4. My solitude has become gold. Being social is still valuable and gets me out of my head and introduces me to new ideas, but having alone time feels like the bigger treat. When occasional loneliness strikes I reframe things so that I view time with myself as the ultimate luxury. I truly have become my own best friend and have to fight not to see other people as an imposition. The upsides are that my expectations of other people have become almost nil so I never stew anymore over perceived slights, and I don’t feel the need to verbally “vomit” everything I’ve been holding in when I do have conversations. Part of this change in perspective is that the conversations I have with other people, while enlightening, are rarely as rich as the conversations I would like to be having and that I have with myself (and in my head with other writers).

5. I have meditated nearly every day for close to two years. That probably factors in.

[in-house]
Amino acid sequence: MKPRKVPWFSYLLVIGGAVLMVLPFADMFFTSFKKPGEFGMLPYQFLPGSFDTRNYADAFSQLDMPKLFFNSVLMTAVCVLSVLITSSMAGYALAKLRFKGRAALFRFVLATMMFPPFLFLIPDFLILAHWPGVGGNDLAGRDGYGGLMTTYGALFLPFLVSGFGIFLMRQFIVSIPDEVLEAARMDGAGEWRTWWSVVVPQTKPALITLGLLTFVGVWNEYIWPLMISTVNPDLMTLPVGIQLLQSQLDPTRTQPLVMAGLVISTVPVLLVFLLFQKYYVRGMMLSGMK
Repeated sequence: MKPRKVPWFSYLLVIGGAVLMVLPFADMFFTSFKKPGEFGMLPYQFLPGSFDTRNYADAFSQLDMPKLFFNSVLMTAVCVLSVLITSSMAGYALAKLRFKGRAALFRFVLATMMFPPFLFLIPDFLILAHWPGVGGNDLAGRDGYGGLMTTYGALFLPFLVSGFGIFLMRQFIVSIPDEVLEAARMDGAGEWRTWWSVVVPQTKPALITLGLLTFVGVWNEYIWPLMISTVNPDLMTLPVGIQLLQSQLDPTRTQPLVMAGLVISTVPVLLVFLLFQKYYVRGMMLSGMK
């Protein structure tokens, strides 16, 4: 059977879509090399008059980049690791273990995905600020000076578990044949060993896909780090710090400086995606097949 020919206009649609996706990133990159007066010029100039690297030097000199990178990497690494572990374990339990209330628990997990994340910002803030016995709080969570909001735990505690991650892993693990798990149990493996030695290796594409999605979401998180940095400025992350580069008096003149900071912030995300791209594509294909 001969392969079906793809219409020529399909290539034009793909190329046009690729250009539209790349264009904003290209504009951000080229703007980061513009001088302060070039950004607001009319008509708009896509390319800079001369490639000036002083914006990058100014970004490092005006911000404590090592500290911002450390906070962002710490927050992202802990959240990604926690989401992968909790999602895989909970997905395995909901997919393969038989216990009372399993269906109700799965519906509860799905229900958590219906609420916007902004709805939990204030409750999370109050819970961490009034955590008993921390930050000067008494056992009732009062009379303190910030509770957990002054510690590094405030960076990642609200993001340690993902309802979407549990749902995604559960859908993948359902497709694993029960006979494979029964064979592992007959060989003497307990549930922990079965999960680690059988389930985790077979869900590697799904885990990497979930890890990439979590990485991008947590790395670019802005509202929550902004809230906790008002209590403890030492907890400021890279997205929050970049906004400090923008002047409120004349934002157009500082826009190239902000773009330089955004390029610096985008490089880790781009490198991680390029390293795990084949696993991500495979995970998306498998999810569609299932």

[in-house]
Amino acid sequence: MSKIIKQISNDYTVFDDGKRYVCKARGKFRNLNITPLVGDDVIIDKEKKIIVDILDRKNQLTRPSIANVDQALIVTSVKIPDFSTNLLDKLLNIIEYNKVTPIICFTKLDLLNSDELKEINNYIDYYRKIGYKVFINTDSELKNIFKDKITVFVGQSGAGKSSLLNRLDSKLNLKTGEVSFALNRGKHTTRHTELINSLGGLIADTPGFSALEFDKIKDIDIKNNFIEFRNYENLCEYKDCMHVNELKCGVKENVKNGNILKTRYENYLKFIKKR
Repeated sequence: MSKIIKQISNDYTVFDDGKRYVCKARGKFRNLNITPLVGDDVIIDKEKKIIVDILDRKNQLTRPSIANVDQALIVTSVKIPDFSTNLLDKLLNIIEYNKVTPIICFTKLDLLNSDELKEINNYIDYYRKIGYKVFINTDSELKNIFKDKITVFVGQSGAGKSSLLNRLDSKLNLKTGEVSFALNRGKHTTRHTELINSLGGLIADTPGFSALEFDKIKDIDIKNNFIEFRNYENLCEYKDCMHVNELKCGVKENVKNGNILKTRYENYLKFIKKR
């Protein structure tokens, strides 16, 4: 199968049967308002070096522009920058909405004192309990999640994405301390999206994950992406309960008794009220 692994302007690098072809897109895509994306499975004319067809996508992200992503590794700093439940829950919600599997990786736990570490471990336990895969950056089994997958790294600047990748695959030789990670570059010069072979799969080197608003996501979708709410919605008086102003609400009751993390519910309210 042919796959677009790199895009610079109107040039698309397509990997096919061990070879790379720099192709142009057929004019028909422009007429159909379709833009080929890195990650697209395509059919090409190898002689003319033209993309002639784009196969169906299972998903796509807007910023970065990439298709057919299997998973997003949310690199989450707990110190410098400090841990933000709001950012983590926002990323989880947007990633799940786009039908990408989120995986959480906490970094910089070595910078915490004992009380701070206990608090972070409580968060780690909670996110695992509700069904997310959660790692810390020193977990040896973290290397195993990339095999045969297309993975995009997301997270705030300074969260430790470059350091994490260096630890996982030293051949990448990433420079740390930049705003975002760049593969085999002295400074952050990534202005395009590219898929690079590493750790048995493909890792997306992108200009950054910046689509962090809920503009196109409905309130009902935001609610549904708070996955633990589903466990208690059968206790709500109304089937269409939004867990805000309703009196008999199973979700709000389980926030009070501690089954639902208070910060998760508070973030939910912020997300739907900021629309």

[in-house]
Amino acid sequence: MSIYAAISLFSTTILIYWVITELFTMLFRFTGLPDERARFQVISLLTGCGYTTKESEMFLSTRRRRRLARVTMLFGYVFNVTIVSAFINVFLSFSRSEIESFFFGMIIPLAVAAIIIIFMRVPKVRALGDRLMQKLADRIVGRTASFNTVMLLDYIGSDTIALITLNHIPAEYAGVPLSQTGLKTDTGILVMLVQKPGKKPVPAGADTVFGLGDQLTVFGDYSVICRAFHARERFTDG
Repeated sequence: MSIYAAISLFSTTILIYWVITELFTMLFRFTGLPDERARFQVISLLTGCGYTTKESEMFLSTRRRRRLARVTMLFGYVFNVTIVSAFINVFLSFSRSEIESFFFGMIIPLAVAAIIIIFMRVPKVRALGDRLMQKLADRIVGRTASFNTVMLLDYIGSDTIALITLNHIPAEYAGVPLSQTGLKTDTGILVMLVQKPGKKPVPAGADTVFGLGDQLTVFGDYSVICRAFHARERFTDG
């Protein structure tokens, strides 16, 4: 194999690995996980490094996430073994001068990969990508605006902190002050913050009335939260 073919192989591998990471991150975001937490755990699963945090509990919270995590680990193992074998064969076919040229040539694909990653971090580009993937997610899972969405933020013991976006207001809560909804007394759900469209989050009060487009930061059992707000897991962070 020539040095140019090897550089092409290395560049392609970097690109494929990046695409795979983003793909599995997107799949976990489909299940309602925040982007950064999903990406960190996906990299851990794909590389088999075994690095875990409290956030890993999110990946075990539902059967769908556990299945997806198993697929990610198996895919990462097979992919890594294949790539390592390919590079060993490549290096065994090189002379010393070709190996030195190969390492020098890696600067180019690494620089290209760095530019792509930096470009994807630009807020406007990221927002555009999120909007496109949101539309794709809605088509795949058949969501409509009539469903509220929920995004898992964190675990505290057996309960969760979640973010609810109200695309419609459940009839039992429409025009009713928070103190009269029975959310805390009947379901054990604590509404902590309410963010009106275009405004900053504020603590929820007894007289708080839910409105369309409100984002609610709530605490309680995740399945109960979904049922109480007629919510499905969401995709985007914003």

6. After my recent bad experience with having a roommate, I no longer want one.

7. I have “recolonized” my mind while at work. As I’ve written recently, I’ve had to rein in my personality on the job. At first that felt painful, but it’s amazing how easily I’ve since adapted. What keeps me sane is the idea that my mind is still my own, even while on the clock.

open books

I was listening to, yes, a podcast the other day, and the woman being interviewed said she never listens to music or watches TV anymore– all she does is listen to podcasts.

I can relate in that I have no idea why I’m paying for cable. I rarely turn on the TV anymore. I still listen to a lot of podcasts, although I’ve cut my listening down from what it once was.

One of the reasons I like podcasts so much is, like everyone else, I’m stressed out and busy and podcasts allow me to multitask. Along those same lines, I, like most people these days, have little time for long, intimate conversations either in person or on the phone, so podcasts fill that hole.